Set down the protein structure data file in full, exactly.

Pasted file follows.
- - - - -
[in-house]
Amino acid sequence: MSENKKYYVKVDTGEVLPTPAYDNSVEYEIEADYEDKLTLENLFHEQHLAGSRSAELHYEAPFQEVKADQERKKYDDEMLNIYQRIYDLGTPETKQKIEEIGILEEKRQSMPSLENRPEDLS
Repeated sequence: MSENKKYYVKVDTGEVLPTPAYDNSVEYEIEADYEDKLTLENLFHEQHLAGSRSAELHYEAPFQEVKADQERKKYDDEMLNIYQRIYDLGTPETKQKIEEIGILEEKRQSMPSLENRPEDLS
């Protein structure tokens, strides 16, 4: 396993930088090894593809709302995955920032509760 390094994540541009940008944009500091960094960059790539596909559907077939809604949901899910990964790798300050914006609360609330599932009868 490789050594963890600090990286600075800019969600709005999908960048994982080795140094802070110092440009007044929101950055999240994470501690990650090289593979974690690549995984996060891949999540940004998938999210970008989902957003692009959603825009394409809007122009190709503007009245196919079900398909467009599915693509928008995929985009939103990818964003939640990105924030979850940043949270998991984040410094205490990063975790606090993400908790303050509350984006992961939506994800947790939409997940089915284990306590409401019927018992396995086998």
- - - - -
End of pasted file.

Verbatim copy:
[in-house]
Amino acid sequence: MSENKKYYVKVDTGEVLPTPAYDNSVEYEIEADYEDKLTLENLFHEQHLAGSRSAELHYEAPFQEVKADQERKKYDDEMLNIYQRIYDLGTPETKQKIEEIGILEEKRQSMPSLENRPEDLS
Repeated sequence: MSENKKYYVKVDTGEVLPTPAYDNSVEYEIEADYEDKLTLENLFHEQHLAGSRSAELHYEAPFQEVKADQERKKYDDEMLNIYQRIYDLGTPETKQKIEEIGILEEKRQSMPSLENRPEDLS
């Protein structure tokens, strides 16, 4: 396993930088090894593809709302995955920032509760 390094994540541009940008944009500091960094960059790539596909559907077939809604949901899910990964790798300050914006609360609330599932009868 490789050594963890600090990286600075800019969600709005999908960048994982080795140094802070110092440009007044929101950055999240994470501690990650090289593979974690690549995984996060891949999540940004998938999210970008989902957003692009959603825009394409809007122009190709503007009245196919079900398909467009599915693509928008995929985009939103990818964003939640990105924030979850940043949270998991984040410094205490990063975790606090993400908790303050509350984006992961939506994800947790939409997940089915284990306590409401019927018992396995086998």